Bittersweet Lenny's R.I.P.A. Double Rye (an ode to comedian Lenny Bruce). Pours very dark amber, small head. Aroma of sweet rye bread. Sweet honey taste w/o being cloying, washed away by the hops. Strong rye flavor, much more than Slingshot. Malts: 2-row, Rye Ale Malt, Torrified Rye, Crystal Rye 75, Crystal Malt 80, Wheat, Kiln Amber, Core Munich 60 Hops: Warrior, Cascade, Simcoe, Saaz, Crystal, Chinook, Amarillo, Centennial

Hop Manna IPA Pours medium amber with a good head. Little distinct aroma. For the hops enthusiast who doesn't want other flavors getting in the way, but still not so hoppy that the hops get in the way of the hops. Hoppy enough to satisfy most hops heads without making your tongue feel like it is under assault from the Hop High Command. Malt: Specialty 2-row, Wheat, Munich, Vienna, Core Munich 60 HOPS: Warior, Cascade, Citra, Amarillo, Crystal, Centennial Dry Hop: Centennial, Cascade, Citra Even though hoppy beers aren't my preference, Smaltz/He'Brew were 4 out of 4 winners. If you see this brand, grab it with both hands. Even if I hated the beer, I'd be a fan because each bottle lists the malts and hops, giving the home brewer a shot at replicating the brew and the expert consumer a hint of what the beer is going to taste like before purchasing.


hpr1626 :: Opensource.com: Recalling OSCON 2014.

The Opensource.com team recalls its experience at OSCON 2014

Hosted by semioticrobotic on 2014-10-27 and released under a CC-BY-SA license.
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In this episode: Recalling OSCON 2014.

18 interviews with speakers of upcoming OSCON 2014

The O'Reilly Open Source Convention—or OSCON, as it's popularly known—is one of the world's premier open source events. For more than a decade, open-minded developers, innovators, and business people have gathered for this weeklong event, which explores cutting edge developments in the open source ecosystem. This year, Opensource.com visited OSCON, held July 20–July 24 at the Oregon Convention Center in Portland, OR (USA).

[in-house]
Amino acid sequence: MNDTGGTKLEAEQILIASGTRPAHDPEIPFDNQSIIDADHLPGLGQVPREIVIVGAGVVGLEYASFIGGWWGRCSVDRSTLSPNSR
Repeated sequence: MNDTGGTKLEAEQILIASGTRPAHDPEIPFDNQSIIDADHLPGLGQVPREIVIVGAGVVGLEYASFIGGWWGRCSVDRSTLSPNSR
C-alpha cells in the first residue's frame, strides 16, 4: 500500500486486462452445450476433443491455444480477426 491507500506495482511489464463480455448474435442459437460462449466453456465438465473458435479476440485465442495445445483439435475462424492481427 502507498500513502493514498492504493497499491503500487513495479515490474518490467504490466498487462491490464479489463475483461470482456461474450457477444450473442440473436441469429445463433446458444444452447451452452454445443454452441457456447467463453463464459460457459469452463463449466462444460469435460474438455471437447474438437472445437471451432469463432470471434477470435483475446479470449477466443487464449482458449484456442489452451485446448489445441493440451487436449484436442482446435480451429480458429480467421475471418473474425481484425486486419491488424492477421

Read more: http://opensource.com/business/14/7/speaker-interview-series-oscon-2014

Open source talks: OSCON 2014 speaker interviews

Eagerly awaiting another year of open source wonders, the Opensource.com community caught up with a handful of notable OSCON speakers to gather behind-the-scenes stories about their passions for open source. Our eBook book collects the interviews we conducted.

Read more: http://opensource.com/resources/oscon-2014-interviews

Keynotes from OSCON 2014 Day 1

Our own Jason Hibbets and Jen Wike were live blogging from OSCON 2014! Day 1 talks include:

  • Shadaj Laddad: The wonders of programming
  • Making a difference through open source
  • Wendy Chisholm: Introvert? Extrovert? Klingon? We've got you covered.
  • Bringing OpenStack based cloud to the enterprise
  • Will Marshall: Building an API for the planet with a new approach to satellites

Read more: http://opensource.com/life/14/7/oscon-2014

Keynotes from OSCON 2014 Day 2

We're back with keynote coverage on Day 2 of OSCON 2014! Day 2 talks include:

  • Tim Bray: Threats
  • Racing Change: Accelerating Innovation Through Radical Transparency
  • Simon Wardly: Anticipating the futurean introduction to value chain mapping
  • Checking Your Privilege: A How-To for Hard Things Leslie Hawthorn (Elasticsearch)
  • Tim O'Reilly: What kind of world do we want to build?

Read more: http://opensource.com/business/14/7/keynotes-day-2-oscon-2014

Keynotes from OSCON 2014 Day 3

We're back with keynote coverage on Day 3 of OSCON 2014! Day 3 talks include:

  • Andrew Sorensen: The concert programmer
  • Frank Willison Award for contributions to the Python community